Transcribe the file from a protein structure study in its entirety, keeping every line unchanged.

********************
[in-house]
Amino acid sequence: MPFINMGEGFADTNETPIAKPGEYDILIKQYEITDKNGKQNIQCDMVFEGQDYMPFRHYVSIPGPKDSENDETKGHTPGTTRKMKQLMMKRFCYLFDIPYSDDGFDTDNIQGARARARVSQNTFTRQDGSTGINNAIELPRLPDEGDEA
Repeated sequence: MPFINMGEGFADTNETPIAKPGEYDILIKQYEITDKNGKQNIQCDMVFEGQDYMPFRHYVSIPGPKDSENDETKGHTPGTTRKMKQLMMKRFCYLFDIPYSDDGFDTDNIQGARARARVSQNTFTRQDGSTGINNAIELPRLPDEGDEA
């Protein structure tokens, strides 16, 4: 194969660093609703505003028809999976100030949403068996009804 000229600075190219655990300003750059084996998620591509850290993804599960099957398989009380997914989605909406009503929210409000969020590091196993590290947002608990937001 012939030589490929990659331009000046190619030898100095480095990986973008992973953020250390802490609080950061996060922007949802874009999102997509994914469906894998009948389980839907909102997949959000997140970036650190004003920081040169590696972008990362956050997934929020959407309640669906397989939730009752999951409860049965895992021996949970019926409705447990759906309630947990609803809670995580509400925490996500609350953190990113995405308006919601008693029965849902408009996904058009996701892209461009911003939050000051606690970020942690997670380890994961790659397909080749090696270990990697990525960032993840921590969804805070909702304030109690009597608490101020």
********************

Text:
[in-house]
Amino acid sequence: MPFINMGEGFADTNETPIAKPGEYDILIKQYEITDKNGKQNIQCDMVFEGQDYMPFRHYVSIPGPKDSENDETKGHTPGTTRKMKQLMMKRFCYLFDIPYSDDGFDTDNIQGARARARVSQNTFTRQDGSTGINNAIELPRLPDEGDEA
Repeated sequence: MPFINMGEGFADTNETPIAKPGEYDILIKQYEITDKNGKQNIQCDMVFEGQDYMPFRHYVSIPGPKDSENDETKGHTPGTTRKMKQLMMKRFCYLFDIPYSDDGFDTDNIQGARARARVSQNTFTRQDGSTGINNAIELPRLPDEGDEA
């Protein structure tokens, strides 16, 4: 194969660093609703505003028809999976100030949403068996009804 000229600075190219655990300003750059084996998620591509850290993804599960099957398989009380997914989605909406009503929210409000969020590091196993590290947002608990937001 012939030589490929990659331009000046190619030898100095480095990986973008992973953020250390802490609080950061996060922007949802874009999102997509994914469906894998009948389980839907909102997949959000997140970036650190004003920081040169590696972008990362956050997934929020959407309640669906397989939730009752999951409860049965895992021996949970019926409705447990759906309630947990609803809670995580509400925490996500609350953190990113995405308006919601008693029965849902408009996904058009996701892209461009911003939050000051606690970020942690997670380890994961790659397909080749090696270990990697990525960032993840921590969804805070909702304030109690009597608490101020």